Skill-Up, Start-Up, Scale-Up : Dubai Works Methodically To Achieve 20 Unicorns Target By 2031
The United Arab Emirates (UAE) over the years has decreased its dependence on oil. Instead, it has been focusing on creating a knowledge-based economy, harnessing technology and innovative ideas. The nation’s ambitions are primarily being driven by Dubai which is home to over 10,000 small and medium startups.
The UAE, in fact, is aiming to create 20 unicorns or startups valued at over $ 1 billion in the next nine years. Achieving this target, no doubt, would make Dubai the cynosure of all eyes. The emirate is already a leader in the MENA region in terms of tech-transformation, digital-acceleration and embracing innovative ideas.
Yet, creating 20 unicorns in 9 years’ time may look difficult, but ask Ahmad Al Falasi, Minister of State for Entrepreneurship and SMEs, he would say the nation is working systematically and methodically to achieve the target. “We want to transform ourselves from regional to a global entrepreneurship hub,” Al Falasi gets candid, not trying to hide the country’s ambitions.
He is, in fact, aware that the road to entrepreneurship is laden with thick competition. However, he believes the UAE has an edge over other countries because of its multicultural population and liberal policies. “Expats make 90% of our workforce. That gives confidence to foreigners who want to start business over here,” he asserts.
Dubai, experts say, is miles ahead of other cities in the MENA region in harnessing new ideas and tapping young talent, citing annual startup contests like Dubai Startup Hub’s Smartpreneur competition series which is a platform for many to present their business ideas and eventually establish their startup ventures based out of Dubai.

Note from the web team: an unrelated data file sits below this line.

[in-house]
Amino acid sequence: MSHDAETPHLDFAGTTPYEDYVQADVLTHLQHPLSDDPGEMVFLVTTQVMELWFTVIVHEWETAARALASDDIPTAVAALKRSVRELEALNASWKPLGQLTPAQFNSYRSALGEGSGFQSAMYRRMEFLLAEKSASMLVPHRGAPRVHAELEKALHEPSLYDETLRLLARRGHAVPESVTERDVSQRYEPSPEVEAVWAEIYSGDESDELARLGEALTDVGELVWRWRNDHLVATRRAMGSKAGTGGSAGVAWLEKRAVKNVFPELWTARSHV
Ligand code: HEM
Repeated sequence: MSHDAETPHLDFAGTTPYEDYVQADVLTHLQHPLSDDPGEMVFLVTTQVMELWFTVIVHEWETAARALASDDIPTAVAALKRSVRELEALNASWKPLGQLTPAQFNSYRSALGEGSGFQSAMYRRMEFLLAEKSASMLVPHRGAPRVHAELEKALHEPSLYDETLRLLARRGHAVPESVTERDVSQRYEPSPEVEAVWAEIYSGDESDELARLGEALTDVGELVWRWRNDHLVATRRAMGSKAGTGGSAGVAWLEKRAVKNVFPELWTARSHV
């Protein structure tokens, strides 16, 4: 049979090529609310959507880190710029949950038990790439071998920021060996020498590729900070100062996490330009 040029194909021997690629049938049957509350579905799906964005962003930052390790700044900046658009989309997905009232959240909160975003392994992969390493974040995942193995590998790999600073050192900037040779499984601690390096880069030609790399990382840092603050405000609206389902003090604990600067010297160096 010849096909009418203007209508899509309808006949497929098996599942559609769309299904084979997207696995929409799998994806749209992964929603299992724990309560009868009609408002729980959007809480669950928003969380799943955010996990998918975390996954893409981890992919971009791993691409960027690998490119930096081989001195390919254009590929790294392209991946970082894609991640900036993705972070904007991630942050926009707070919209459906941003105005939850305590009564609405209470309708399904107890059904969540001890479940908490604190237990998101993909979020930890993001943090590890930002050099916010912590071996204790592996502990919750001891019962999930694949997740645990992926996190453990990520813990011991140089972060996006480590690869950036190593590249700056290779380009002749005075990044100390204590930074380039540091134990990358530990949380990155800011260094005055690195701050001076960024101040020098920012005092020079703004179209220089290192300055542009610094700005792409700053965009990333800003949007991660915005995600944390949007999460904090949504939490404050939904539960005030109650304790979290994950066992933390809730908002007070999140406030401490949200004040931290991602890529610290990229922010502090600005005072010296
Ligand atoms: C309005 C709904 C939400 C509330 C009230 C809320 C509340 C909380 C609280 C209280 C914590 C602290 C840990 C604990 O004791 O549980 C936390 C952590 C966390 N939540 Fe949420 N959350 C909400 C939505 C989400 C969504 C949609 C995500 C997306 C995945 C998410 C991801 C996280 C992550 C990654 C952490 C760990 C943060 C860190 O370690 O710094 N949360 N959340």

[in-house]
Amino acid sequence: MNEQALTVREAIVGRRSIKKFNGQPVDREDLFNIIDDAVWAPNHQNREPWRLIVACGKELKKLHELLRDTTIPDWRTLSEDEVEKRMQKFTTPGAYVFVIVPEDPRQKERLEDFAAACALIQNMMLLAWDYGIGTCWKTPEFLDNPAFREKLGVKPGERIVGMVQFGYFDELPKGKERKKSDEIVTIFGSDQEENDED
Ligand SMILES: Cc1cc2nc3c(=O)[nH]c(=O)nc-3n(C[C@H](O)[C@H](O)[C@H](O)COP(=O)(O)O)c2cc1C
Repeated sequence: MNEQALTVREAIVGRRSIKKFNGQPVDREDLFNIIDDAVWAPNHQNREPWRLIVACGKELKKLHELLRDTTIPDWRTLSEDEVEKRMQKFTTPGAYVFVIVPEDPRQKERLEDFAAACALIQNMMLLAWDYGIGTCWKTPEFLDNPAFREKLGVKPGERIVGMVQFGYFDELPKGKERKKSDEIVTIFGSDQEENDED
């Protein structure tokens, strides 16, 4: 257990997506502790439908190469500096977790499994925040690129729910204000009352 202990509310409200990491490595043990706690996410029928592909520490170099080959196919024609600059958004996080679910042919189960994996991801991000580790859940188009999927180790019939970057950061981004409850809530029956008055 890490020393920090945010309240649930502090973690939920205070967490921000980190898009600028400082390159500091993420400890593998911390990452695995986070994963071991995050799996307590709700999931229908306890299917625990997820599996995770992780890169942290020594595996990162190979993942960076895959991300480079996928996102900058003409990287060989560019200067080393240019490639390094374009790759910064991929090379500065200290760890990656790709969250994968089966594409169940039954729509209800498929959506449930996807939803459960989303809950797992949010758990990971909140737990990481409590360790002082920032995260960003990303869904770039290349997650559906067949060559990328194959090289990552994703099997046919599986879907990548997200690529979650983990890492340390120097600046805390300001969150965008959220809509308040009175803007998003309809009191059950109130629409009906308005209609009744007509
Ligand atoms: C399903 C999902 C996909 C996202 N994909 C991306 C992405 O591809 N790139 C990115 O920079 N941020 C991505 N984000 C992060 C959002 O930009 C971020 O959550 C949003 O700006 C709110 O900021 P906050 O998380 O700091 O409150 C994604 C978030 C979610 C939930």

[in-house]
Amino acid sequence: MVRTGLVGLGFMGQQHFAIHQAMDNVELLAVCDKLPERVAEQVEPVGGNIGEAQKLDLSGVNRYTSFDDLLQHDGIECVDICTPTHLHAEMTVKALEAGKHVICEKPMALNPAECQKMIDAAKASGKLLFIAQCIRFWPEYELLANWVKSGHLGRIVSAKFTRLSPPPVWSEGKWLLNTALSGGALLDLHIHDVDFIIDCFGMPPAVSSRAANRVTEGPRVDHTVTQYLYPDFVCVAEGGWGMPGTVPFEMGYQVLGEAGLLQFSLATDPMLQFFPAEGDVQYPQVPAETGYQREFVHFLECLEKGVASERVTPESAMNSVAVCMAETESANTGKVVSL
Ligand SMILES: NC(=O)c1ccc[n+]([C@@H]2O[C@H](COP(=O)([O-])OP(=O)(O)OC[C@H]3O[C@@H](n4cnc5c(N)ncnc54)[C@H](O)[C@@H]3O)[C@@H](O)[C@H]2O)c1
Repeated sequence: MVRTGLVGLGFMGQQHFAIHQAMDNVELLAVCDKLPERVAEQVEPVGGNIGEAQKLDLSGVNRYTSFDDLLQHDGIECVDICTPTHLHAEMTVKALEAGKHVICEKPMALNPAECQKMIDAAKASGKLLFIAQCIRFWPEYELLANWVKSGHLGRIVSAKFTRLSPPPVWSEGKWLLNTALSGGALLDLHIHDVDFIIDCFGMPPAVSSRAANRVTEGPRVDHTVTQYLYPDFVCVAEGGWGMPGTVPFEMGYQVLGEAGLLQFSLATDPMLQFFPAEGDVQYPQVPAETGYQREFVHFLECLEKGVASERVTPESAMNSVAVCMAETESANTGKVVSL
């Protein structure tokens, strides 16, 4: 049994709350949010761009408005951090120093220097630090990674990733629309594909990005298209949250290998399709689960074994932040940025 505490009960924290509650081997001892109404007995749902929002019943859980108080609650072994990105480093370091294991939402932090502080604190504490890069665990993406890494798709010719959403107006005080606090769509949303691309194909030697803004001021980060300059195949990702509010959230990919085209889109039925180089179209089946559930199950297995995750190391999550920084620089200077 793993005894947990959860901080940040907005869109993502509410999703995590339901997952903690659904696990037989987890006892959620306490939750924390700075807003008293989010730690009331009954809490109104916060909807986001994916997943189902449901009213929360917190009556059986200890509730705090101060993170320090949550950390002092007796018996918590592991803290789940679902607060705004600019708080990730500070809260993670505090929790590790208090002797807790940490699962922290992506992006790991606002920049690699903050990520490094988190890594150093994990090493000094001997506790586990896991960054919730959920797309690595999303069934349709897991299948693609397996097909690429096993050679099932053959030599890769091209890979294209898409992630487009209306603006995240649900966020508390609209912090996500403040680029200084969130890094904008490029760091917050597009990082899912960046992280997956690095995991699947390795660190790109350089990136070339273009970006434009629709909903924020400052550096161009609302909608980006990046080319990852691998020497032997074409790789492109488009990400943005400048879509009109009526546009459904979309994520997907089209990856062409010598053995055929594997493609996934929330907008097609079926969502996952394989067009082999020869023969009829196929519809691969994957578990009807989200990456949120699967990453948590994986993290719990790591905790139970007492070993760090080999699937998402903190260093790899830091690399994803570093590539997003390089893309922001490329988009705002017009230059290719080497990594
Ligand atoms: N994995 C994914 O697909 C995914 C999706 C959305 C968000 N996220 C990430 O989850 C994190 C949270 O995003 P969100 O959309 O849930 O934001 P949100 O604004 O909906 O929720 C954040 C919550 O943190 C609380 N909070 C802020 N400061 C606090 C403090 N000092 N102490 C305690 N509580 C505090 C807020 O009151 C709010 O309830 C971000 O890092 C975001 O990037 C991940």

Misha Patel who founded Zola Collective along with Anusha Mahtani says participating in Dubai Startup Hub’s Smartpreneur 6.0 competition gave them a whole new perspective. “We got a really different insight and angle. It gave us a very neat and niche overview of how we should position our business,” she says.
The annual startup contest organised by Dubai Startup Hub has become a platform for presenting bright ideas like in the case of Zola Collective which is an impact-and-well-being-driven retail brand and on a mission to provide African farmers, artisans and craftsmen a stable income by giving their products an access to international markets through private labeling.
Besides the talent hunt, the UAE has also been digging deep into the global talent pool through a variety of other initiatives, a slew of reforms and creation of an ecosystem that are startup-salubrious to complement its multicultural workforce. One such initiative, Entrepreneurial Nation, according to Al Falasi, offers startup support through a series of public-private partnerships.
“The idea is to help entrepreneurs expand their businesses, export their products and tap into online sales,” he explains. In another landmark development, the UAE has also set aside $ 272 million private equity fund for SMEs based in the country and operating in strategic sectors, revealed Al Falasi. “We will release it from the first quarter of this year over the next 5 years,” he says.
As for reforms, Al Falasi says the country federally and locally is amending laws to attract capital and also talent. These measures augment the Entrepreneurial Nation initiative which is an inclusive program for startups from inception to growth, passing through three stages, namely, Skill-up, Start-up track and Scale-up.
In short, Skill-up Academy offers entrepreneurial skills, Start-up Track targets entrepreneurs seeking to establish a business with incentives while Scale-up Program backs fast-growing, revenue-earning companies that are over 3-years old to expand and grow into unicorns. That explains why Al Falasi is optimistic about creating 20 unicorns in the next 9 years through methodical work.
Disclaimer: This article is a part of featured content series on Business in Dubai